Well hello there, everyone. Yes, it has been a while since I posted here. Nearly a year in fact. That’s because I was unsure of what to say or when I could even fit this into my daily hectic schedule. Plus I’m no stranger to blogging. In the past, I maintained a couple different blogs. One was for writing, one was for fitness, one was for martial arts, one was for music. I could go on, but why bother? I don’t want to talk about the past; I want to talk about TODAY.

Okay…well, that is a bit of a fib there. I have to mention one more thing about the past, but then it’s all about today, okay?

The reason why I gave up on those blogs was because, for one reason or another, the flame went out. With writing, I no longer felt like sharing my stories online, and I didn’t want to write about writing because, let’s be honest, how many people can identify with those struggles? With martial arts, I felt a similar burnout. When it came to music, there were only so many developments I could discuss. For fitness, I was trying to use the blog as a way to extend my Beachbody business, but no one was buying, so I stopped trying to sell.

I think the real reason I fell out of writing blogs was because it became a chore to think of any content. It was also very limiting. People tell you to be super strict. If your blog is about fitness on Monday, then you can’t write about music on Wednesday. More time was spent on coming up with new topics than writing the blogs themselves!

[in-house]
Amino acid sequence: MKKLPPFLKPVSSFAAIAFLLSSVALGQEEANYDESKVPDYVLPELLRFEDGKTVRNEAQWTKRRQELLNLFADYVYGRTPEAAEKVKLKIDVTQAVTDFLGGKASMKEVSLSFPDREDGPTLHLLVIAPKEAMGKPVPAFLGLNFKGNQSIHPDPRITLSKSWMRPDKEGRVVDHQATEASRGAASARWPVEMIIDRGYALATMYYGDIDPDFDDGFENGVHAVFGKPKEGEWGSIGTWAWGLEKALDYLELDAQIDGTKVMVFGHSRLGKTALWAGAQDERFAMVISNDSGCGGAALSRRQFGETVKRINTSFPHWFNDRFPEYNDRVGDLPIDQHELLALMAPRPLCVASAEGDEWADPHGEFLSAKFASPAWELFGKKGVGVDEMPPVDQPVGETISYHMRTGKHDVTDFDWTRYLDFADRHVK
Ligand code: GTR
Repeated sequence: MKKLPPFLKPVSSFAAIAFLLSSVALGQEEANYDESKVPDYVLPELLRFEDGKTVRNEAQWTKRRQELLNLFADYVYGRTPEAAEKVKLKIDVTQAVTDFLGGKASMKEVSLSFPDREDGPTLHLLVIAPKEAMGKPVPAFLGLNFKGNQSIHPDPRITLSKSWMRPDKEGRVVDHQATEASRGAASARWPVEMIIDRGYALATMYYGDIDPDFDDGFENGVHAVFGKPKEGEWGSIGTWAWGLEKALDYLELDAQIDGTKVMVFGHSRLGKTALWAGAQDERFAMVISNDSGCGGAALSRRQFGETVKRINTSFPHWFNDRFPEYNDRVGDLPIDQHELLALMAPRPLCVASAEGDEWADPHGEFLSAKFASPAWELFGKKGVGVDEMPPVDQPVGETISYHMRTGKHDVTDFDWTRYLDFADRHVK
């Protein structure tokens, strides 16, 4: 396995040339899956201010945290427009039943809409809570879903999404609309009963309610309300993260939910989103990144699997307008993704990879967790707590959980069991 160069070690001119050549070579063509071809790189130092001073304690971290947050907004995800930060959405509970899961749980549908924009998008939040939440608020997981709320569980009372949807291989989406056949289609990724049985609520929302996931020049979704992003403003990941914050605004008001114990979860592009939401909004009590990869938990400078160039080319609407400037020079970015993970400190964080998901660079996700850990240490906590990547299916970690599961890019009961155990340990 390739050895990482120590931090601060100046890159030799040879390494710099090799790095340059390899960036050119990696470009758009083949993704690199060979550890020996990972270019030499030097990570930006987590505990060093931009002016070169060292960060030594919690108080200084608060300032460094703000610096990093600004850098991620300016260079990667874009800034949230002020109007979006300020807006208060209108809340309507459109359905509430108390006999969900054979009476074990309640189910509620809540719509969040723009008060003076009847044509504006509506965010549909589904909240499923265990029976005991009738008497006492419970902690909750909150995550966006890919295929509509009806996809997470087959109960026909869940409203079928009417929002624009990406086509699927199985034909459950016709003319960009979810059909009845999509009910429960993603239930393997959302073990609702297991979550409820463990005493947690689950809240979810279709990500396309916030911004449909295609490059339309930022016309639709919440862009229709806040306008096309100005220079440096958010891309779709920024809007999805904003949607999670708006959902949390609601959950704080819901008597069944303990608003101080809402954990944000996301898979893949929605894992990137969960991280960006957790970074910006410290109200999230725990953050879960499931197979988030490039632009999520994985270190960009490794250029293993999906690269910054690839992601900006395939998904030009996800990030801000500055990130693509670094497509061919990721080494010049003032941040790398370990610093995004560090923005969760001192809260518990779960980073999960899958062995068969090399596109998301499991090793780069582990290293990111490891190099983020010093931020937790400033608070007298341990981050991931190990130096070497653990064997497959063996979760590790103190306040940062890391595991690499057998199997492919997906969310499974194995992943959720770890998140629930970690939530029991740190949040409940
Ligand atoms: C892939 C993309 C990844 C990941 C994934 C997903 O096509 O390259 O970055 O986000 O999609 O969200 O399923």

That got very discouraging, so I stopped, but now I’m back, and I have better goals in mind.

Just write.

That’s all.

No limits this time. I mean, I would like to try and maintain a certain universality about my subject matter. After all, the point is to be heard, right? Otherwise there would be no point in posting here; I might as well just scribble in a notebook in my bedroom. However, even if I do write about my nerdy, niche interests, I will still try to tie them to a message that anyone can understand.

Oh, and if you like my writing in these blogs, then I have plenty of other things here you can read like novels, novellas, short stories, and poetry collections…although those cost, of course.

So look out, world. Here comes the new Steve Grogan blog.